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Mercy for critters!

The Water Bear web base shouldn't become too sentimental? Or should it?

Tardigrades have become true fashion animals in those recent decades. There are rumours that they are so fashionable now that even some biology teachers might be aware of them. As a consequence much scholarly biology homework and even more student's biology projects are nowadays dwelling on tardigrades.
But, most of the topics are kind of tardigrade sadistic, like the following task:

"Go ahead and do measure the percentage of tardigrades that will survive for at least 5 minutes in 2% acetic acid. Don't forget to perform a thorough calculation of errors. Without this error calculation your work will not be truly scientific!"

Okay, this very title is fictitious, an invention by ourselves. And there can be no doubt that those more primitive tasks are resulting from distress - the scholars have to be able to compete in a world full of internet firsts and the teachers are running out of glamour topics.

So, all this is understandable, somehow. Nevertheless the fictitious task above is based on numerous real inquiries which are arriving by e-mail in our mailbox account. As a rule the pupils are starting off their research by means of a well-known internet search engine. After an estimated five minutes of thorough research they decide to ask for an enhanced clarification and support from our side. Something like this:

-- Why do I not find a single tardigrade in my garden?
-- Please send copies of the most relevant literature to my postal address!
-- What kind of project might be still done with respect to tardigrades?

And we shouldn't forget that all those people mentioned above, the avid pupils and the stressed teachers are definitely among the good ones (at least showing some interest).

Just have a look at the really bad questions:

-- What are those tardigrades good for?
-- How can I use tardigrades to fight those damned Darwinists?
-- Should I add the tardigrades to my parasites' database (feeding on moss?)
-- You are kidding! Should I really care about the death of a few tardigrades on a microscope slide?

One of our main messages is possibly buried within those many magazine issues. Tardigrades are interesting from a philosophical point of view! Just think about topics as:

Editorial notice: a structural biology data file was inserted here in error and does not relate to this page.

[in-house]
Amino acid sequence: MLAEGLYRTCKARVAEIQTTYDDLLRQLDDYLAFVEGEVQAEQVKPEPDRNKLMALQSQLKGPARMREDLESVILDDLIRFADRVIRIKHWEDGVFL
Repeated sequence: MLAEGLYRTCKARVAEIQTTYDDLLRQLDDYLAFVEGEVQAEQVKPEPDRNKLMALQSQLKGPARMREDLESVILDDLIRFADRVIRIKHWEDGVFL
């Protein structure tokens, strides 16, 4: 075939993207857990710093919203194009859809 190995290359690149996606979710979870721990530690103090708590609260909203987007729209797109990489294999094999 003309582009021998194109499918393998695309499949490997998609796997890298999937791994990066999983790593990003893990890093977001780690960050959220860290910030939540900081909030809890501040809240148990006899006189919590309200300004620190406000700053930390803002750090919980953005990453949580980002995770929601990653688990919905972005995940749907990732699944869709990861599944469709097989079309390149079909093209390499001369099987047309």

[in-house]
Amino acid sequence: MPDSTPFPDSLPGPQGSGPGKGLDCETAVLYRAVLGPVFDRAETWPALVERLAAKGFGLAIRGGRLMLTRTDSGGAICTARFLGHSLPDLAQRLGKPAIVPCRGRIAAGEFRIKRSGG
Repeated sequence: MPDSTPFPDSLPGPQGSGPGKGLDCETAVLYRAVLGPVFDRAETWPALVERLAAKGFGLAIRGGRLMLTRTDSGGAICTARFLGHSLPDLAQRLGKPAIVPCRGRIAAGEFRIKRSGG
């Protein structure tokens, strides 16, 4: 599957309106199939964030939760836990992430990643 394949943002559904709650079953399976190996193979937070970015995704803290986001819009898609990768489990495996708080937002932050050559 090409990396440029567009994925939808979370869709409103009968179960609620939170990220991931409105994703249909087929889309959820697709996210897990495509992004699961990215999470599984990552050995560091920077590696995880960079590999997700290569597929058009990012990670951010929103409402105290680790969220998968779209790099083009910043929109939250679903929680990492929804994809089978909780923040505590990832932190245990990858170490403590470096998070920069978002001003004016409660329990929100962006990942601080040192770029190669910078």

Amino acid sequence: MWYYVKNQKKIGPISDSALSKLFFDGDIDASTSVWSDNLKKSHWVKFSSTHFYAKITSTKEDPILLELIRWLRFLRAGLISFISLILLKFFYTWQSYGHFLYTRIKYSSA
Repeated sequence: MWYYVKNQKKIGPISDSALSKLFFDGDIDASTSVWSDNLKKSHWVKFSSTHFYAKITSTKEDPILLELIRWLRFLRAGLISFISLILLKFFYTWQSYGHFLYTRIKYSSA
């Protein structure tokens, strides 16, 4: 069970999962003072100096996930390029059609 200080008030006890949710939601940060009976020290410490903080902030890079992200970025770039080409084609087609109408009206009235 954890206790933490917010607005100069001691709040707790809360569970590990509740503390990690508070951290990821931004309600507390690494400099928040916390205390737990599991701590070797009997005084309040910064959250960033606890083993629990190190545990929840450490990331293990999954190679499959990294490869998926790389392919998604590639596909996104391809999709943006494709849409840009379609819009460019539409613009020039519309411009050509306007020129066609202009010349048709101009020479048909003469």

-- Does body size affect the "value" of a creature?
-- How can we be so sure that only a few species have self-awareness?

With respect to the latter question we should keep in mind that the scientific proof of self-awareness in the pigeon came up in the second half of the 20th century.

We do like visual messages. Perhaps the following one might help to convince you:

[ Critter! ]

Critter! A living marine tardigrade. Active, not dried or chemically killed and preserved in some "scientific" way. Image made by means of a cheap dissecting microscope.

Some of you might think now: such a bad image quality. And yes, you are perfectly right. But even this technically poor picture, taken under a low-res stereo microscope is telling you the story of the tardigrade: "I am here and I am grasping out for the world - your world, but my world as well."

Possibly all those critters are closer to Homo sapiens than one might think at first glance. So, in case of doubt, we suggest to stay away from a primitively brute experimental biology. You needn't be a saint. In fact it is not possible to strictly behave as a saint on earth. But this is no reason to skip morals altogether.

© Text, images and video clips by  Martin Mach  (webmaster@baertierchen.de).
Water Bear web base is a licensed and revised version of the German language monthly magazine  Bärtierchen-Journal . Style and grammar amendments by native speakers are warmly welcomed.

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